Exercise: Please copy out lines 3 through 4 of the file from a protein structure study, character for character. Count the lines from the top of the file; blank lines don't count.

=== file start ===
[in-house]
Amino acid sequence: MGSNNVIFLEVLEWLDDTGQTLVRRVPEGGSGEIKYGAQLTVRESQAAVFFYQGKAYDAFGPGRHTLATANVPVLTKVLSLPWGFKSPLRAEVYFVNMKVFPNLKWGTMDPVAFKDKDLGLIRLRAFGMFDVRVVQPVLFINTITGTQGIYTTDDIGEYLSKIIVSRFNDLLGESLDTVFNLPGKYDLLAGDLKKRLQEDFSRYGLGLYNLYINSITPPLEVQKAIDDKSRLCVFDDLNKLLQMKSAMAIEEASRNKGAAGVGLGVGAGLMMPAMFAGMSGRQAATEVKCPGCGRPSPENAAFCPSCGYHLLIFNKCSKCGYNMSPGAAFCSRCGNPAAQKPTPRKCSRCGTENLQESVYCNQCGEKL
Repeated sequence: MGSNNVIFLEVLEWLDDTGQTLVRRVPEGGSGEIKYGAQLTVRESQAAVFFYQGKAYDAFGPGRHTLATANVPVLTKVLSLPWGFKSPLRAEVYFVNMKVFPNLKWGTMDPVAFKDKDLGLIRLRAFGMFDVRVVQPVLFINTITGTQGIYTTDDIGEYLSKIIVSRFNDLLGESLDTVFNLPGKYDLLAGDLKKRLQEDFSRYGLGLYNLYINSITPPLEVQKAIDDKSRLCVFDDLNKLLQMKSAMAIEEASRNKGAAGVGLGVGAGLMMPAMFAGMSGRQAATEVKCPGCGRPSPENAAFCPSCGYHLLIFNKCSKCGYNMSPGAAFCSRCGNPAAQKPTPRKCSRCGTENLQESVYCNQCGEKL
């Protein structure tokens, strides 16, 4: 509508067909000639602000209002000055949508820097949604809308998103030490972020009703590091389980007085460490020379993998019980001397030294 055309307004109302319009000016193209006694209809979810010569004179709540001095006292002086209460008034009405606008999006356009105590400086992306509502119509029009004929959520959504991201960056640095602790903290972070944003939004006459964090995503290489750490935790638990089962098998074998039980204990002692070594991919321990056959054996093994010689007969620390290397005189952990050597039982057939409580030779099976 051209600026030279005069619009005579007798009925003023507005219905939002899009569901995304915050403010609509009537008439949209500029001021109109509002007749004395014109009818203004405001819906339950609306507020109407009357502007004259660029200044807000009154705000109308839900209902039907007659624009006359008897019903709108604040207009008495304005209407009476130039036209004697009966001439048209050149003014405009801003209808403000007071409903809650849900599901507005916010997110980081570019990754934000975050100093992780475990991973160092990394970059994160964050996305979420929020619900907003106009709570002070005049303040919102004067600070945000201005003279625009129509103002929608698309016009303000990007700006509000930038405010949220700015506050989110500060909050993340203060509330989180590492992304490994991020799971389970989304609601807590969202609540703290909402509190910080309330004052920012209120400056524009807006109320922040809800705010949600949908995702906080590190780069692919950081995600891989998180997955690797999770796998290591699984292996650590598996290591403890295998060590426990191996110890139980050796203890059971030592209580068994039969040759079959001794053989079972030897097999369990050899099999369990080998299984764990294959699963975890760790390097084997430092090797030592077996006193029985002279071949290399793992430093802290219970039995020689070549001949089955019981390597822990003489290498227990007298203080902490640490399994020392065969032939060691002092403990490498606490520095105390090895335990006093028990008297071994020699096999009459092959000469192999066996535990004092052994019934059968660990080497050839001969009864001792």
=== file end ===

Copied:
Repeated sequence: MGSNNVIFLEVLEWLDDTGQTLVRRVPEGGSGEIKYGAQLTVRESQAAVFFYQGKAYDAFGPGRHTLATANVPVLTKVLSLPWGFKSPLRAEVYFVNMKVFPNLKWGTMDPVAFKDKDLGLIRLRAFGMFDVRVVQPVLFINTITGTQGIYTTDDIGEYLSKIIVSRFNDLLGESLDTVFNLPGKYDLLAGDLKKRLQEDFSRYGLGLYNLYINSITPPLEVQKAIDDKSRLCVFDDLNKLLQMKSAMAIEEASRNKGAAGVGLGVGAGLMMPAMFAGMSGRQAATEVKCPGCGRPSPENAAFCPSCGYHLLIFNKCSKCGYNMSPGAAFCSRCGNPAAQKPTPRKCSRCGTENLQESVYCNQCGEKL
């Protein structure tokens, strides 16, 4: 509508067909000639602000209002000055949508820097949604809308998103030490972020009703590091389980007085460490020379993998019980001397030294 055309307004109302319009000016193209006694209809979810010569004179709540001095006292002086209460008034009405606008999006356009105590400086992306509502119509029009004929959520959504991201960056640095602790903290972070944003939004006459964090995503290489750490935790638990089962098998074998039980204990002692070594991919321990056959054996093994010689007969620390290397005189952990050597039982057939409580030779099976 051209600026030279005069619009005579007798009925003023507005219905939002899009569901995304915050403010609509009537008439949209500029001021109109509002007749004395014109009818203004405001819906339950609306507020109407009357502007004259660029200044807000009154705000109308839900209902039907007659624009006359008897019903709108604040207009008495304005209407009476130039036209004697009966001439048209050149003014405009801003209808403000007071409903809650849900599901507005916010997110980081570019990754934000975050100093992780475990991973160092990394970059994160964050996305979420929020619900907003106009709570002070005049303040919102004067600070945000201005003279625009129509103002929608698309016009303000990007700006509000930038405010949220700015506050989110500060909050993340203060509330989180590492992304490994991020799971389970989304609601807590969202609540703290909402509190910080309330004052920012209120400056524009807006109320922040809800705010949600949908995702906080590190780069692919950081995600891989998180997955690797999770796998290591699984292996650590598996290591403890295998060590426990191996110890139980050796203890059971030592209580068994039969040759079959001794053989079972030897097999369990050899099999369990080998299984764990294959699963975890760790390097084997430092090797030592077996006193029985002279071949290399793992430093802290219970039995020689070549001949089955019981390597822990003489290498227990007298203080902490640490399994020392065969032939060691002092403990490498606490520095105390090895335990006093028990008297071994020699096999009459092959000469192999066996535990004092052994019934059968660990080497050839001969009864001792």